Read our 2017 Report Card for Isakson.
Isakson is shown as a purple triangle ▲ in our ideology-leadership chart below. Each dot is a member of the Senate positioned according to our liberal–conservative ideology score (left to right) and our leadership score (leaders are toward the top).
The chart is based on the bills Isakson has sponsored and cosponsored. See full analysis methodology.
Ratings from Advocacy Organizations
John “Johnny” Isakson sits on the following committees:
- Chair, Senate Select Committee on Ethics
- Chair, Senate Committee on Veterans' Affairs
- Senate Committee on Foreign Relations
- Chair, Subcommittee on State Department and USAID Management, International Operations, and Bilateral International Development
- Member, Subcommittee on Africa and Global Health Policy
- Member, Subcommittee on East Asia, the Pacific, and International Cybersecurity Policy
- Member, Subcommittee on Western Hemisphere, Transnational Crime, Civilian Security, Democracy, Human Rights, and Global Women's Issues
- Senate Committee on Health, Education, Labor, and Pensions
- Senate Committee on Finance
Isakson was the primary sponsor of 15 bills that were enacted. The most recent include:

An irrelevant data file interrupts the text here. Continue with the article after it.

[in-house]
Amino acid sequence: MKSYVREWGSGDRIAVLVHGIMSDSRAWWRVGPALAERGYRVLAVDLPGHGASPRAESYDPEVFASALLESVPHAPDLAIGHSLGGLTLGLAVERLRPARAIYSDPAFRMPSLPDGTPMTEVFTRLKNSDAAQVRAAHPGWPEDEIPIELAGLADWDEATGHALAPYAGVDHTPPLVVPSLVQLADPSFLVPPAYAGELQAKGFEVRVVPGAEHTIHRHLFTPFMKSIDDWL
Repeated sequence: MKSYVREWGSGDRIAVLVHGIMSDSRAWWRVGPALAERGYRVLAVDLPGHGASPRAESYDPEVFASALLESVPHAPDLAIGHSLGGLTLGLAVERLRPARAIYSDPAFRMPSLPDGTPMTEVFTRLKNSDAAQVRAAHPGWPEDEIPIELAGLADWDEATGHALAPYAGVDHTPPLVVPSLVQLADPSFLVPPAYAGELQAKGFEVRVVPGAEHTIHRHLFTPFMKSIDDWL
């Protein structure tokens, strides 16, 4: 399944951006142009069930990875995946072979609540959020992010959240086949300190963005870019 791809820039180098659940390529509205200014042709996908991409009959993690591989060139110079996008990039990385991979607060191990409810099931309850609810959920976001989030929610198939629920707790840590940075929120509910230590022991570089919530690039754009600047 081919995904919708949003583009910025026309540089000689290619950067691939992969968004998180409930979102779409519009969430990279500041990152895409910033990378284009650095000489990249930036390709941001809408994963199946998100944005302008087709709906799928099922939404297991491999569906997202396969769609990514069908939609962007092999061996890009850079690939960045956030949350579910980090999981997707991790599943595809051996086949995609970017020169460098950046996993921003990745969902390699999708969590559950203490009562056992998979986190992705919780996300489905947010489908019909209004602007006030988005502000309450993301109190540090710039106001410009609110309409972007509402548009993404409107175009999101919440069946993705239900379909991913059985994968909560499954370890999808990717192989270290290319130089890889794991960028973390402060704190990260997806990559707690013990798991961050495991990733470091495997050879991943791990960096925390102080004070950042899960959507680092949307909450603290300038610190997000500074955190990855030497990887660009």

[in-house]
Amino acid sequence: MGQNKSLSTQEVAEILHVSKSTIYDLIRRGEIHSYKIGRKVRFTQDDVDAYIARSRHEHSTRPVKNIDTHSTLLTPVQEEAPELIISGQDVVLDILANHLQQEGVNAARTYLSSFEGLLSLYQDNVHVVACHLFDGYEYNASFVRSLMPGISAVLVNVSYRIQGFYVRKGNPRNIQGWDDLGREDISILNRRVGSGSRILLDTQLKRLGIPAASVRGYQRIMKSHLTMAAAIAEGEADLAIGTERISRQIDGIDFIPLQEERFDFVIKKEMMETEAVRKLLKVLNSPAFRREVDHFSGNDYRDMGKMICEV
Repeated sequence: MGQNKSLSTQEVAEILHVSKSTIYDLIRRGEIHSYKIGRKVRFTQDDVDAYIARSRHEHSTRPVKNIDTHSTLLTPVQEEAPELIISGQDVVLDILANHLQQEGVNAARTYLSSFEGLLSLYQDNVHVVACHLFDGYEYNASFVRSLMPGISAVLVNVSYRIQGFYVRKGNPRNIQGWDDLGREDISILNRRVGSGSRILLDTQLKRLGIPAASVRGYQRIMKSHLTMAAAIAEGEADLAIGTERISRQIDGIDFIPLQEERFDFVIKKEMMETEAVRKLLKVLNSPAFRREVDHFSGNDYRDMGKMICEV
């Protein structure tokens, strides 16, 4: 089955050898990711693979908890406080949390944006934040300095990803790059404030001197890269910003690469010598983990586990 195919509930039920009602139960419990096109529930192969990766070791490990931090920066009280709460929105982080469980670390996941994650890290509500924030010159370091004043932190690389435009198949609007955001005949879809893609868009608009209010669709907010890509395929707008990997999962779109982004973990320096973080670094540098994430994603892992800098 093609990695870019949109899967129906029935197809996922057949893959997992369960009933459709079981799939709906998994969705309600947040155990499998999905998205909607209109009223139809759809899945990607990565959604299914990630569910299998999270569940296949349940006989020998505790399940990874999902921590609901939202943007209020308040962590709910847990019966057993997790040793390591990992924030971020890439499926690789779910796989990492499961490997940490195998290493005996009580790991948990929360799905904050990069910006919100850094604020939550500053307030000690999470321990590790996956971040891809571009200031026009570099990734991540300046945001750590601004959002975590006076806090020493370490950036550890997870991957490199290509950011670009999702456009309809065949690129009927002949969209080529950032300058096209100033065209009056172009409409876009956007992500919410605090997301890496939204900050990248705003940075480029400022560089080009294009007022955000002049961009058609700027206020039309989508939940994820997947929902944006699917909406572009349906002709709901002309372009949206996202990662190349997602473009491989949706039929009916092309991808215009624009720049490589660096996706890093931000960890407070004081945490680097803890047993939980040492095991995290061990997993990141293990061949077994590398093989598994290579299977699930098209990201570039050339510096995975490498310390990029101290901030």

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We consider a bill enacted if one of the following is true: a) it is enacted itself, b) it has a companion bill in the other chamber (as identified by Congress) which was enacted, or c) if about one third or more of its provisions were incorporated into bills that were enacted (as determined by an automated text analysis, applicable beginning with bills in the 110th Congress).
Isakson sponsors bills primarily in these issue areas:
Health (38%)Armed Forces and National Security (13%)Labor and Employment (13%)Public Lands and Natural Resources (12%)International Affairs (8%)Education (6%)Transportation and Public Works (6%)Immigration (4%)
Some of Isakson’s most recently sponsored bills include...
View All » | View Cosponsors »
|Isakson’s Vote||Vote Description|
|Yea||H.R. 5325: Legislative Branch Appropriations Act, 2017|
Sep 28, 2016. Bill Passed 72/26.
|Yea||On the Nomination PN64: Alissa M. Starzak, of New York, to be General Counsel of the Department of the Army|
Dec 14, 2015. Nomination Confirmed 45/34.
|Yea||H.R. 22: Developing a Reliable and Innovative Vision for the Economy Act|
Dec 3, 2015. Conference Report Agreed to 83/16.
H.R 22, formerly the Hire More Heroes Act, has become the Senate’s vehicle for passage of the Developing a Reliable and Innovative Vision for the Economy Act or DRIVE Act (S. 1647). The DRIVE Act is a major bipartisan transportation bill that would authorize funding ...
|Yea||H.J.Res. 124 (113th): Continuing Appropriations Resolution, 2015|
Sep 18, 2014. Joint Resolution Passed 78/22.
|Yea||H.J.Res. 59 (113th): Continuing Appropriations Resolution, 2014|
Dec 18, 2013. Motion Agreed to 64/36.
The Bipartisan Budget Act of 2013 (H.J.Res. 59; Pub.L. 113–67) is a federal statute concerning spending and the budget in the United States, that was signed into law by President Barack Obama on December 26, 2013. On December 10, 2013, pursuant to the provisions of ...
|Yea||H.R. 4853 (111th): Tax Relief, Unemployment Insurance Reauthorization, and Job Creation Act of 2010|
Dec 15, 2010. Motion Agreed to 81/19.